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Authors: Cioni, R.* 
Bertagnini, A.* 
Santacroce, R.* 
Andronico, D.* 
Title: Explosive activity and eruption scenarios at Somma-Vesuvius (Italy): Towards a new classification scheme
Issue Date: 2008
Series/Report no.: 3/178 (2008)
DOI: 10.1016/j.jvolgeores.2008.04.024
Keywords: Explosive eruption
Eruption scenario
Volcanic history
Volcanic hazard
Subject Classification04. Solid Earth::04.08. Volcanology::04.08.05. Volcanic rocks 
04. Solid Earth::04.08. Volcanology::04.08.08. Volcanic risk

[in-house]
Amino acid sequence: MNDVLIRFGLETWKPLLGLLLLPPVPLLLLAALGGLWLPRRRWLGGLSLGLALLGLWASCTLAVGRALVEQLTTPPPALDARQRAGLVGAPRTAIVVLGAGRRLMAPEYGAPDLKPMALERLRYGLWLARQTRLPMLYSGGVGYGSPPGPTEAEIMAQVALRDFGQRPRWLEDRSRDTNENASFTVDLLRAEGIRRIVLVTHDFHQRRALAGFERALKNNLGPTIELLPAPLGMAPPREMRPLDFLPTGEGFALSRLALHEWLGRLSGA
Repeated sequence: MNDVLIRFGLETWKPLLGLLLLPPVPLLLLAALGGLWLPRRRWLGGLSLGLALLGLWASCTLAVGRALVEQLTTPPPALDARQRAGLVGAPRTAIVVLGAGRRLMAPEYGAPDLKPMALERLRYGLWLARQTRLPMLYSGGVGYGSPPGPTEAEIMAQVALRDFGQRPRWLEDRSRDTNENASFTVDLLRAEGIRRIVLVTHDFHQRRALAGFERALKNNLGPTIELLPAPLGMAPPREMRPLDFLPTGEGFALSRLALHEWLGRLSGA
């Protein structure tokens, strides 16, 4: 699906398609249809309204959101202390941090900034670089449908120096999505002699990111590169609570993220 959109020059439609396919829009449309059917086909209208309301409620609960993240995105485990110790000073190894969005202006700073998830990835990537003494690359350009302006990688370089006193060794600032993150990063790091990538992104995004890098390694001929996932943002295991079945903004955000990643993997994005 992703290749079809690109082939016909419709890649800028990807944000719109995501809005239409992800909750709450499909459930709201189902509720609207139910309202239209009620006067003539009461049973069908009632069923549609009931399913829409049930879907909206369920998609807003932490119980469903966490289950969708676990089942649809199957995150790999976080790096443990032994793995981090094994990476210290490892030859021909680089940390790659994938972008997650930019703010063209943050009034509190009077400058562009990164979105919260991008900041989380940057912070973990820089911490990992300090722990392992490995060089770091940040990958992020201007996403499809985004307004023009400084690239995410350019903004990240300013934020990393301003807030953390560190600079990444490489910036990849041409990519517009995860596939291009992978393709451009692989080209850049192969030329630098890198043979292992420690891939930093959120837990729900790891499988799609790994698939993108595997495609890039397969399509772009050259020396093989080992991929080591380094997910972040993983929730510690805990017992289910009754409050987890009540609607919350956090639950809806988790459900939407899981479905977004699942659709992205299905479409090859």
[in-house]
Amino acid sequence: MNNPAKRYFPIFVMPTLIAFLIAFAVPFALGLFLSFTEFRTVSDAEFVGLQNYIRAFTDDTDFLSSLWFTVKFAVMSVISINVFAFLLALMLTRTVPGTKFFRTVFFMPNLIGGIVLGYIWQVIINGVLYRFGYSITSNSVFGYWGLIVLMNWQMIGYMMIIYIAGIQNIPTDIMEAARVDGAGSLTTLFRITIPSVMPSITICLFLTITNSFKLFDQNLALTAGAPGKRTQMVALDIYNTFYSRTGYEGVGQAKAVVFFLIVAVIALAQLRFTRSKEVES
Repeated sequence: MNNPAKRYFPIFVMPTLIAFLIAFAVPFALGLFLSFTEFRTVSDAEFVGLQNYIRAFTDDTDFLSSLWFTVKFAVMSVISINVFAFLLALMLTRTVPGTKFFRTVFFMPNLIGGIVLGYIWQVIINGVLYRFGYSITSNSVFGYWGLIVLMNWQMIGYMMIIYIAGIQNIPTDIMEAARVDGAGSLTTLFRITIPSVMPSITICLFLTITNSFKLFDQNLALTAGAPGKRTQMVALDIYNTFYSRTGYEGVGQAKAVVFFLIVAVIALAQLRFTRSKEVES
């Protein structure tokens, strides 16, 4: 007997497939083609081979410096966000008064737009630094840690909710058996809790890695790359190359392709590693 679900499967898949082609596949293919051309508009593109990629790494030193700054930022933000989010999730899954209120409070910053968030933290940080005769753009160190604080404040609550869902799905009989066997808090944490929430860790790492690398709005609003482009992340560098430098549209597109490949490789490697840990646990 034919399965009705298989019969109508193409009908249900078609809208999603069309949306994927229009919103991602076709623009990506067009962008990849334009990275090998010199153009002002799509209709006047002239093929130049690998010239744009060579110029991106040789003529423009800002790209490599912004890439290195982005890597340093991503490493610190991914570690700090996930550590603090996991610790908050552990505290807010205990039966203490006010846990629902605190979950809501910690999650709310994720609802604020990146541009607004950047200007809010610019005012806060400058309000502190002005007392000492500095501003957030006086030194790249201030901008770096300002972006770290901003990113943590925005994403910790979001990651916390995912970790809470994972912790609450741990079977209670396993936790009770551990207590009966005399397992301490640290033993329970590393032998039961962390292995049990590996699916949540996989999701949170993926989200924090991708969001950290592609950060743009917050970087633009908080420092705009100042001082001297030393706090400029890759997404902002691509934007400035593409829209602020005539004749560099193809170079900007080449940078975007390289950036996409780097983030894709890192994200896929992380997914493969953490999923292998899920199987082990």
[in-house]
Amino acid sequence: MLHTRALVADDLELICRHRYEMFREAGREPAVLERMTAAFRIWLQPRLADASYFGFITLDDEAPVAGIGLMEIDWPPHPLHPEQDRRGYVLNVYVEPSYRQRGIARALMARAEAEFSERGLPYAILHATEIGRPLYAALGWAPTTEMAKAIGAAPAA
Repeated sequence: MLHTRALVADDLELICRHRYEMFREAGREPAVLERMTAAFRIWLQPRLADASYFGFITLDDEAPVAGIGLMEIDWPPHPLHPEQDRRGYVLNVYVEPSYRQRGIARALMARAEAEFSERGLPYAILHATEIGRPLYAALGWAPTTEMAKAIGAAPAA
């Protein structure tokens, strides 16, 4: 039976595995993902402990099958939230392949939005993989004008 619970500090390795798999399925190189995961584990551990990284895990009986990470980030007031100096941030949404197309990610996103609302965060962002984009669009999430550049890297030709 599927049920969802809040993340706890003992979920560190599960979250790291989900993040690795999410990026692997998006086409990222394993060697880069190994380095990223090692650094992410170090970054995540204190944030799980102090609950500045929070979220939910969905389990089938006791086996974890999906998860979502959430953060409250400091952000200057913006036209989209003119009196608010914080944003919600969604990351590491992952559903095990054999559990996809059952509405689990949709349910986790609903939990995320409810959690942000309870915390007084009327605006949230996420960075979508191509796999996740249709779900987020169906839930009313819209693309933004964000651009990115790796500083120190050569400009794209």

Abstract: A new proposal for the classification of Somma-Vesuvius (SV) explosive activity is presented, based on a critical revision of a large set of published and unpublished stratigraphic, compositional, and physical volcanology data on the products of the past 20,000 years of activity. The new database is used to discuss the general behaviour of the volcano in terms of frequency, magnitude and intensity of the events, as well as of the length of the repose time which preceded each eruption. Several different types of eruption are recognized, each characterised by specific physical eruptive parameters: plinian, subplinian (further subdivided in subplinian I and subplinian II), violent strombolian, ash emission events. For each eruption type, a complex scenario is described, with phases of different style, duration, magnitude and intensity occurring during the course of the eruption itself. The name given to each eruption type is derived from the style of the most representative part of the eruption (in terms of duration or volume). On the whole, the magnitude (expressed as the volume of erupted magma) of the past SV eruptions has been roughly decreasing with time while, starting from 3900 years BP, their frequency has been increasing. The eruption intensity, expressed as the estimated magma discharge rate (MDR) continuously increases with increasing magnitude from strombolian to plinian eruptions, the most voluminous plinian events being, however, characterised by a lower MDR than the smaller ones. The length of the “apparent” repose preceding an eruption (the difference in age between one deposit and that immediately on top of it) appears clearly correlated with magnitude for the most intense eruptions (plinian and subplinian I), while this correlation is poorer for eruptions of intermediate size (from violent strombolian to subplinian II). These exhibit a large variability in magnitude, intensity and eruption style for a range of repose time varying from dozens to hundreds of years, then including the current duration of Vesuvius quiescence. By reckoning with the whole range of possibilities that a next unrest at Vesuvius implies, the set of presented eruption scenarios can be useful both for developing a probabilistic approach to hazard assessment and depicting a range of impact scenarios. The scenario for high-intensity events had been already well defined since 1995, in order to redact the emergency plan of the National Department of Civil Defence. Conversely, it is now clear that the impact on the territory of long-lasting, although low-intensity, eruptions (subplinian II, violent strombolian, ash emission activity) can be relevant especially in terms of economic costs. A larger consideration of this type of activity at Vesuvius can be important especially for the aspects of emergency planning and risk reduction.
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